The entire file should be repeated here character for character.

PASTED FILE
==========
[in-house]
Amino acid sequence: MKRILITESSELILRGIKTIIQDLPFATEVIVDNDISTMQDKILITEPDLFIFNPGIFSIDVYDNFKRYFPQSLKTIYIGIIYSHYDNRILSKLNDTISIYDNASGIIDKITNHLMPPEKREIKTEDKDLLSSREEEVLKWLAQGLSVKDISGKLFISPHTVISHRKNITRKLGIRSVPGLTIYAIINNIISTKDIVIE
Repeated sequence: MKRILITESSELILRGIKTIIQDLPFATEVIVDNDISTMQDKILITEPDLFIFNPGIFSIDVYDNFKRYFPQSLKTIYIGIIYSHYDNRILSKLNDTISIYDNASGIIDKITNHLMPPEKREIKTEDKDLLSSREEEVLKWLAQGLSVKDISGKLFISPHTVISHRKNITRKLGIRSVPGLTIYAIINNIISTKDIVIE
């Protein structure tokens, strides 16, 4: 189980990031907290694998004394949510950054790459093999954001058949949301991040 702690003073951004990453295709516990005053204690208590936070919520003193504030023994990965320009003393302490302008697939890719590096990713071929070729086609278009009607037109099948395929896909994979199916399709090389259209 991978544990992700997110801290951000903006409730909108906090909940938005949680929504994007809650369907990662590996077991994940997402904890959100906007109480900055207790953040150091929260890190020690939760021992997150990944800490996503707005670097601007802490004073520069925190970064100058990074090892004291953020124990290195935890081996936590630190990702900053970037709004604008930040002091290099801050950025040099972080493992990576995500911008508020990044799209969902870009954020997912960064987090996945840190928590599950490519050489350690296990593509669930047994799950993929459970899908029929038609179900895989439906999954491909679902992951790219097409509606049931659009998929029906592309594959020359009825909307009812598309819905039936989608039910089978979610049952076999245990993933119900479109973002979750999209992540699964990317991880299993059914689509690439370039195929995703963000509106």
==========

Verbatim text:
[in-house]
Amino acid sequence: MKRILITESSELILRGIKTIIQDLPFATEVIVDNDISTMQDKILITEPDLFIFNPGIFSIDVYDNFKRYFPQSLKTIYIGIIYSHYDNRILSKLNDTISIYDNASGIIDKITNHLMPPEKREIKTEDKDLLSSREEEVLKWLAQGLSVKDISGKLFISPHTVISHRKNITRKLGIRSVPGLTIYAIINNIISTKDIVIE
Repeated sequence: MKRILITESSELILRGIKTIIQDLPFATEVIVDNDISTMQDKILITEPDLFIFNPGIFSIDVYDNFKRYFPQSLKTIYIGIIYSHYDNRILSKLNDTISIYDNASGIIDKITNHLMPPEKREIKTEDKDLLSSREEEVLKWLAQGLSVKDISGKLFISPHTVISHRKNITRKLGIRSVPGLTIYAIINNIISTKDIVIE
């Protein structure tokens, strides 16, 4: 189980990031907290694998004394949510950054790459093999954001058949949301991040 702690003073951004990453295709516990005053204690208590936070919520003193504030023994990965320009003393302490302008697939890719590096990713071929070729086609278009009607037109099948395929896909994979199916399709090389259209 991978544990992700997110801290951000903006409730909108906090909940938005949680929504994007809650369907990662590996077991994940997402904890959100906007109480900055207790953040150091929260890190020690939760021992997150990944800490996503707005670097601007802490004073520069925190970064100058990074090892004291953020124990290195935890081996936590630190990702900053970037709004604008930040002091290099801050950025040099972080493992990576995500911008508020990044799209969902870009954020997912960064987090996945840190928590599950490519050489350690296990593509669930047994799950993929459970899908029929038609179900895989439906999954491909679902992951790219097409509606049931659009998929029906592309594959020359009825909307009812598309819905039936989608039910089978979610049952076999245990993933119900479109973002979750999209992540699964990317991880299993059914689509690439370039195929995703963000509106």